Summary: People need something to hang on to, some glimmer of hope that things will get better, or that there is a hope for a better life, if not here, then in the afterlife.
Last week we introduced our theme for 2005: Sowing Hope in a Hopeless World. The more I interact with people from all walks of life and see many in the midst of crisis, the more I realize that people need something to hang on to, some glimmer of hope that things will get better, or that there is a hope for a better life, if not here, then in the afterlife. We by nature are a people energized by hope.
(Ill.) A number of years ago researchers performed an experiment to see the effect hope has on those undergoing hardship. Two sets of laboratory rats were placed in separate tubs of water. The researchers left one set in the water and found that within an hour they had all drowned. The other rats were periodically lifted out of the water and then returned. When that happened, the second set of rats swam for over 24 hours. Why? Not because they were given a rest, but because they suddenly had hope! Those animals somehow hoped that if they could stay afloat just a little longer, someone would reach down and rescue them. If hope holds such power for unthinking rodents, how much greater should its effect be on our lives.
We need hope. It’s as simple as that. But what kind of hope? There is a hope that is just that – a hope. A hope like, “I hope it doesn’t rain tomorrow.” A hope like, “I sure hope I go to heaven when I die.” Such hope is wishful thinking. It’s an unfounded desire for things to go as we wish. The help of such hope is minimal at best, or misleading and damaging at worst.
The hope that helps the most is hope grounded in reality and based on a sure thing. This morning we will deal with the Christian’s hope.
I. Our Hope is Founded on Promises from God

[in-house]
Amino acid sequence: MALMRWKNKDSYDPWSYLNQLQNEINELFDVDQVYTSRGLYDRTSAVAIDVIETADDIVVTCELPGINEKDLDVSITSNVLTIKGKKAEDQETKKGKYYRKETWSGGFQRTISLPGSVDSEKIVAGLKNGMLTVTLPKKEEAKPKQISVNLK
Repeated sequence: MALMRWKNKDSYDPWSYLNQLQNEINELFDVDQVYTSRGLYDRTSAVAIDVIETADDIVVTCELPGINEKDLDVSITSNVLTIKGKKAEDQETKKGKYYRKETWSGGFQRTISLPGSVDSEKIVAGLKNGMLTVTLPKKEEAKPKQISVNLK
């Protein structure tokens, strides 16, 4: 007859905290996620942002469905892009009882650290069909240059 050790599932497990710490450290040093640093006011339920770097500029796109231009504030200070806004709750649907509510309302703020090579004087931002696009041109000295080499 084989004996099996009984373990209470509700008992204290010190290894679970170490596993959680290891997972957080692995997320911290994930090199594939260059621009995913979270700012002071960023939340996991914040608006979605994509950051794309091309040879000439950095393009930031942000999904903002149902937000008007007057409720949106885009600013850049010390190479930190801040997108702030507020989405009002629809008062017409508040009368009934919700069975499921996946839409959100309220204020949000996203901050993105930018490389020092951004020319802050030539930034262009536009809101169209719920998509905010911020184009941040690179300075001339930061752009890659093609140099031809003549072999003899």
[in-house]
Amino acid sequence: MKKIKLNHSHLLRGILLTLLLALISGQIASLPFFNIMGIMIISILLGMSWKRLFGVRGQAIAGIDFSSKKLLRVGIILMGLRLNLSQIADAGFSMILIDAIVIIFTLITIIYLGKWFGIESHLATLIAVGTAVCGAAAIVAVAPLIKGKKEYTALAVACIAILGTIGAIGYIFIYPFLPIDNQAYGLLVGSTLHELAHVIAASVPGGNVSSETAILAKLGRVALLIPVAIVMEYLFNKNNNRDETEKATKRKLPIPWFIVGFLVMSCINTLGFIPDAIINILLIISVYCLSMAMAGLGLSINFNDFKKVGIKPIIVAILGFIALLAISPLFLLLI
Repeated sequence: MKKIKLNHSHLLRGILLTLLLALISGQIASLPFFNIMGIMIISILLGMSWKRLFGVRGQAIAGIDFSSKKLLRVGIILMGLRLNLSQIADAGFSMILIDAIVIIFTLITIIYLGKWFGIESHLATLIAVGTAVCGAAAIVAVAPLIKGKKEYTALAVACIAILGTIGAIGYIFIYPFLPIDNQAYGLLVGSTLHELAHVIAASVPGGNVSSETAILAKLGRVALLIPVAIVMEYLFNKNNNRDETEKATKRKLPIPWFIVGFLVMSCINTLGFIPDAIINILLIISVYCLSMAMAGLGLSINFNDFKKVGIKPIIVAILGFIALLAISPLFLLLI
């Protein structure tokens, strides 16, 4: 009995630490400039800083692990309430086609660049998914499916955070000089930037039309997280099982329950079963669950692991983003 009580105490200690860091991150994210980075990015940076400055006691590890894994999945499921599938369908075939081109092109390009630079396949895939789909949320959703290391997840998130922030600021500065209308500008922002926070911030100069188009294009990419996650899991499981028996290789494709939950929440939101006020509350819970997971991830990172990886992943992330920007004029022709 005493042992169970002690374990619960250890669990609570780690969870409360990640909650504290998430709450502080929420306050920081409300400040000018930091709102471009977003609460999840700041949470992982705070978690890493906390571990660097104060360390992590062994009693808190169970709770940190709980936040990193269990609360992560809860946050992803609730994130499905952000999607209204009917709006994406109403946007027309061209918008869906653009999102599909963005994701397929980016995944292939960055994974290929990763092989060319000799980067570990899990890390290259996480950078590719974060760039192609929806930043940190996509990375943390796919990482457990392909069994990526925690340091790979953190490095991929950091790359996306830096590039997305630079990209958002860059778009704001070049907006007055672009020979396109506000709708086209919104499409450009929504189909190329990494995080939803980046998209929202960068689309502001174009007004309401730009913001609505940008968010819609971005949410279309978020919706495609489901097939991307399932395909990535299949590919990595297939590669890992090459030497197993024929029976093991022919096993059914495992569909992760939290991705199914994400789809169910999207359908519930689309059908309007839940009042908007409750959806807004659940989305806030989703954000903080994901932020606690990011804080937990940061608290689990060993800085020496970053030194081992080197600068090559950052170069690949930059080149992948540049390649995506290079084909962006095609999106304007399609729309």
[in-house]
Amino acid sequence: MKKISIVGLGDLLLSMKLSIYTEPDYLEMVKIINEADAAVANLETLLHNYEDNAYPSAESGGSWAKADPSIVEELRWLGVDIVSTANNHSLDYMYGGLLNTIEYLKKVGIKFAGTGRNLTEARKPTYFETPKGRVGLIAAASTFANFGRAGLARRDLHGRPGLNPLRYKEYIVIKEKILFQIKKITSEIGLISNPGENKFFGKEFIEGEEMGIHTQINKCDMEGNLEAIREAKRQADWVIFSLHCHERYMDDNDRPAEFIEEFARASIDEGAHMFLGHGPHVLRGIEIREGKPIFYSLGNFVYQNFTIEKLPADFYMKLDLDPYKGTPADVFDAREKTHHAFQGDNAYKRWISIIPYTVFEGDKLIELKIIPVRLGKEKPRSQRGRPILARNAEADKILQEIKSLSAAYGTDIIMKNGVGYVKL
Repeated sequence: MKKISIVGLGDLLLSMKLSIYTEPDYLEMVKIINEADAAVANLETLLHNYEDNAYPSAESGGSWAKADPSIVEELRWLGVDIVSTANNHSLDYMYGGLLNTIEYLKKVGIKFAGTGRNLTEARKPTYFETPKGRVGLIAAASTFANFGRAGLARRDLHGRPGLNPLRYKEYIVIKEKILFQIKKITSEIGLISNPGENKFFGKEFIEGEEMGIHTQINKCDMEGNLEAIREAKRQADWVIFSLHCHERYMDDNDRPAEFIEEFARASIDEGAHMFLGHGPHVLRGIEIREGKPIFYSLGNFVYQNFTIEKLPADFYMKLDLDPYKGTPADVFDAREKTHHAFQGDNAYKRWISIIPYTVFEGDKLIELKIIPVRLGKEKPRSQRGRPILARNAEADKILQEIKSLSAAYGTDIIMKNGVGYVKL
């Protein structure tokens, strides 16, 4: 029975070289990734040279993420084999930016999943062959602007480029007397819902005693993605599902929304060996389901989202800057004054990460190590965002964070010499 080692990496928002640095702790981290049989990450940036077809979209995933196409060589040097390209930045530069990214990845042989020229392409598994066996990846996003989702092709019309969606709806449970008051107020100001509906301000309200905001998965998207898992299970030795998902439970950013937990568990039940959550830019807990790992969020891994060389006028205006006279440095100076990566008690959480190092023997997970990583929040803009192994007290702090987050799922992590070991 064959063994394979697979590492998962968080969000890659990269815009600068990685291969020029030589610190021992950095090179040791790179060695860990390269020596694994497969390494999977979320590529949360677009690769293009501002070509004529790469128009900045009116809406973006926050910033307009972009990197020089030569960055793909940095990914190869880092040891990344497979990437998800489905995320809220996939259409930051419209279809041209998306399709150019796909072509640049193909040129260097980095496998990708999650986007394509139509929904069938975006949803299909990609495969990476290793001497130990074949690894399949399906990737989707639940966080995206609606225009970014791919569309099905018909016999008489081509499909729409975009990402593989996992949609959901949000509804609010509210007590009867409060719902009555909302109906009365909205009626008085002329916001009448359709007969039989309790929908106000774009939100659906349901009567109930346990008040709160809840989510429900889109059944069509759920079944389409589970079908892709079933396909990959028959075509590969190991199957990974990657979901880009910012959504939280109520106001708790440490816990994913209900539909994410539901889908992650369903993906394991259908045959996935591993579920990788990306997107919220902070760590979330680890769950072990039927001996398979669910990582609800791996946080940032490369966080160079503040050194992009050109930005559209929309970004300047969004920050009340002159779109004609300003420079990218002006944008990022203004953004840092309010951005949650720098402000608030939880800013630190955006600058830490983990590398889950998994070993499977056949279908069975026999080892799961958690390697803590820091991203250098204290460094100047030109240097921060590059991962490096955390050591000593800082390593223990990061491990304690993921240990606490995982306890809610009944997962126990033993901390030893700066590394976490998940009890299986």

A. There is no other source of eternal hope (Isaiah 43:10b-11; 44:6, 8). Many world religions and philosophies offer some kind of hope for this world and the next, but all ring hollow and are empty promises. Mohammed did not create this world. The Allah of Islam is not the God of the Bible. There is only one God and creator. Even the most promising philosophy of this world will seem rather empty when a person is about to cross over to the other side of eternity.
(Ill.) George Bernard Shaw is perhaps most renowned as a free thinker and liberal philosopher. In his last writings we read, "The science to which I pinned my faith is bankrupt. Its counsels, which should have established the millennium, led, instead, directly to the suicide of Europe. I believed them once. In their name I helped to destroy the faith of millions of worshippers in the temples of a thousand creeds. And now they look at me and witness the great tragedy of an atheist who has lost his faith."
B. Our hope is in God who never changes and is not fickle (James 1:17).
(Ill.) I am not a connoisseur of great art, but from time to time a painting or picture will really speak a clear, strong message to me. Some time ago I saw a picture of an old burned-out mountain shack. All that remained was the chimney...the charred debris of what had been that family’s sole possession. In front of this destroyed home stood an old grandfather-looking man dressed only in his underclothes with a small boy clutching a pair of patched overalls. It was evident that the child was crying. Beneath the picture were the words which the artist felt the old man was speaking to the boy. They were simple words, yet they presented a profound theology and philosophy of life. Those words were, "Hush child, God ain’t dead!" That vivid picture of that burned-out mountain shack, that old man, the weeping child, and those words "God ain’t dead" keep returning to my mind. Instead of it being a reminder of the despair of life, it has come to be a reminder of hope! I need reminders that there is hope in this world. In the midst of all of life’s troubles and failures, I need mental pictures to remind me that all is not lost as long as God is alive and in control of His world. James DeLoach, associate pastor of the Second Baptist Church of Houston, quoted in When God Was Taken Captive, W. Aldrich, Multnomah, 1989, p. 24